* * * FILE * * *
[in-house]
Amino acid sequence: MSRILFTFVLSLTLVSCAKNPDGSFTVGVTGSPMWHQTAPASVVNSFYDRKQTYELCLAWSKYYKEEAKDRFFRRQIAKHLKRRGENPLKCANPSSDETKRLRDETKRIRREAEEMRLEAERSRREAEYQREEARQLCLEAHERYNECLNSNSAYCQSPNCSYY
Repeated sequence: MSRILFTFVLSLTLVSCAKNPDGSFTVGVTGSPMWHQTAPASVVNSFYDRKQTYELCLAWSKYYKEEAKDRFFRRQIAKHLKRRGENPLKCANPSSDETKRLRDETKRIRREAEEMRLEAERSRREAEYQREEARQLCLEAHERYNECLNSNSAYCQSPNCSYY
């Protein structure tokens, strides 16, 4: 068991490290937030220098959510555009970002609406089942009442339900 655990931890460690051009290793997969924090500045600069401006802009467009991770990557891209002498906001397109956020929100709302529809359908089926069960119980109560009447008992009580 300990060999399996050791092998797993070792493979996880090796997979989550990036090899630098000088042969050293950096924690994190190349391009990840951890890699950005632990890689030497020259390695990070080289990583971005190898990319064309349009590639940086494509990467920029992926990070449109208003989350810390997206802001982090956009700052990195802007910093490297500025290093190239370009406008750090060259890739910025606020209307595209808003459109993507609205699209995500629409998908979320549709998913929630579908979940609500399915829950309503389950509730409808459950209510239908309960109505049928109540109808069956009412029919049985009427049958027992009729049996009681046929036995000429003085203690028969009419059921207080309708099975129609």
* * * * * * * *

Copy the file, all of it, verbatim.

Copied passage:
[in-house]
Amino acid sequence: MSRILFTFVLSLTLVSCAKNPDGSFTVGVTGSPMWHQTAPASVVNSFYDRKQTYELCLAWSKYYKEEAKDRFFRRQIAKHLKRRGENPLKCANPSSDETKRLRDETKRIRREAEEMRLEAERSRREAEYQREEARQLCLEAHERYNECLNSNSAYCQSPNCSYY
Repeated sequence: MSRILFTFVLSLTLVSCAKNPDGSFTVGVTGSPMWHQTAPASVVNSFYDRKQTYELCLAWSKYYKEEAKDRFFRRQIAKHLKRRGENPLKCANPSSDETKRLRDETKRIRREAEEMRLEAERSRREAEYQREEARQLCLEAHERYNECLNSNSAYCQSPNCSYY
């Protein structure tokens, strides 16, 4: 068991490290937030220098959510555009970002609406089942009442339900 655990931890460690051009290793997969924090500045600069401006802009467009991770990557891209002498906001397109956020929100709302529809359908089926069960119980109560009447008992009580 300990060999399996050791092998797993070792493979996880090796997979989550990036090899630098000088042969050293950096924690994190190349391009990840951890890699950005632990890689030497020259390695990070080289990583971005190898990319064309349009590639940086494509990467920029992926990070449109208003989350810390997206802001982090956009700052990195802007910093490297500025290093190239370009406008750090060259890739910025606020209307595209808003459109993507609205699209995500629409998908979320549709998913929630579908979940609500399915829950309503389950509730409808459950209510239908309960109505049928109540109808069956009412029919049985009427049958027992009729049996009681046929036995000429003085203690028969009419059921207080309708099975129609």